Indigenous Peoples, Evangelism and Us

The heart of Pope Francis’ “penitential pilgrimage” to Canada focused on his personal closeness to Indigenous peoples and his plea for forgiveness for the disasters wrought by the colonial mentality that sought to eradicate traditional cultures, especially through the dramatic residential school experience desired. by the government and run by Christian churches.

Encounters with indigenous people marked each stage of the journey and were quite moving. The understandable focus on the suffering endured by Indigenous peoples and the journey of reconciliation undertaken has overshadowed some valuable insights scattered throughout Pope Francis’ speeches, which offer helpful avenues for evangelization today in every corner of the earth. .

After saying he was ashamed of what happened when believers “became worldly, and rather than fostering reconciliation, they imposed their own cultural patterns”, the Pope went on to point out that “this attitude has a hard life, also from the religious point of view”. He thus postpones his reflection on the present, drawing on the events of the past. That is to say, it is a mentality that is always present.

“It may seem easier to impose God on people, than to let them approach God. This is contradictory and never works, because that is not how the Lord operates. He does not force us, he neither suppresses nor overwhelms; on the contrary, he loves, he liberates, he leaves us free. He does not support with his Spirit those who dominate others, who confuse the Gospel of our reconciliation with proselytism. One cannot proclaim God in a way contrary to God himself.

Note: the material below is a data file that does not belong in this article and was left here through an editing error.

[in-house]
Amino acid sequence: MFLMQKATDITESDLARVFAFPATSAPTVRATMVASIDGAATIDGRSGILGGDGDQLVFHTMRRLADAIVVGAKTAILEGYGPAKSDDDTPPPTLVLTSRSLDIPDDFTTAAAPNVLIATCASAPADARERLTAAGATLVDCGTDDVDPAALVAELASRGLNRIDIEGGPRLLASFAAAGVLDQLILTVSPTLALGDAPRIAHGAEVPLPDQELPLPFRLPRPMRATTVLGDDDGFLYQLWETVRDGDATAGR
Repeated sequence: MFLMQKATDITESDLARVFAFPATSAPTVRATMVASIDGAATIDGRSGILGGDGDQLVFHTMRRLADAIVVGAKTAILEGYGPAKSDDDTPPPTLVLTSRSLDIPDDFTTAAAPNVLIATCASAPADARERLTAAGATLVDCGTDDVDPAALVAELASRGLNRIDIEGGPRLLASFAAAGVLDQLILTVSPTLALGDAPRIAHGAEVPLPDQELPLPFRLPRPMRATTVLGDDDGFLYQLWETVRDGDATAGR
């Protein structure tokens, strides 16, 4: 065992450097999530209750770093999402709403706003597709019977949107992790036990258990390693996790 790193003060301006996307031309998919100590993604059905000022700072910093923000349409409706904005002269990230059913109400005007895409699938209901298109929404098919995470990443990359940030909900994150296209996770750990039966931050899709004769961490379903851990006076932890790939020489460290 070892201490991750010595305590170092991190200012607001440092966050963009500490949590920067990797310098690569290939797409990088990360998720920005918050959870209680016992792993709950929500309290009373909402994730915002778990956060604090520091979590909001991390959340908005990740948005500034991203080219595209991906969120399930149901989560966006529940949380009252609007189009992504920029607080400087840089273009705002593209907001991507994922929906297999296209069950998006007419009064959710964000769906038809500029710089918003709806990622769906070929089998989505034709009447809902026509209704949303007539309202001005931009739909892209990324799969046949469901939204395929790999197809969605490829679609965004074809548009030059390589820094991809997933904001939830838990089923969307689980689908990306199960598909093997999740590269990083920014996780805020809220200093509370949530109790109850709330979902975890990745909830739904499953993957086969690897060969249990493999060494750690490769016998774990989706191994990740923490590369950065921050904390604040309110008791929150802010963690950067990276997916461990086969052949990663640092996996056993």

Even today, says the Successor of Peter, there is a risk of confusing the proclamation of the Gospel with proselytism, because the temptation of power and the search for social and cultural relevance, as well as the projects of evangelization based on religious marketing strategies and techniques, are contemporary phenomena of our time.

“While God presents himself simply and quietly, we always have the temptation to impose him, and to impose ourselves in his name. It is the temptation of the world to bring him down from the cross and show himself in power. Yet Jesus reconciles us on the cross, not by coming down from the cross.

Even today, there is the temptation to manifest Jesus with the power and influence of the institution and its structures, with the appearance of projects that we think work “without God, relying on the only human strength”.

Instead, the way the Pope proposes is “not to decide for others, not to lock everyone into our preconceived categories, but to place ourselves before the crucified Lord and before our brothers and sisters, in order to ‘learning to walk together’.

It is the face of a Church which seeks to adhere more and more to the Gospel and which does not have a set of ideas and precepts to impose on people but knows how to be a house of welcome for all in witnessing to Jesus “as He wills”. , in freedom and charity.

Evangelizing in a time marked by secularism and indifference, Pope Francis reminds us, means offering the first Christian proclamation, because the joy of faith is not communicated “by presenting secondary aspects to those who have not yet embraced the Lord in their lives, or by simply repeating certain practices or reproducing older forms of pastoral work.

We must find new ways and opportunities for listening, dialogue and encounter, leaving room for God and his initiative, and not for our own desire to be center stage, and thus facilitate a return to “the simplicity and enthusiasm of the Acts of the Apostles. ” (Andrea Tornielli)

By Andrea Tornielli

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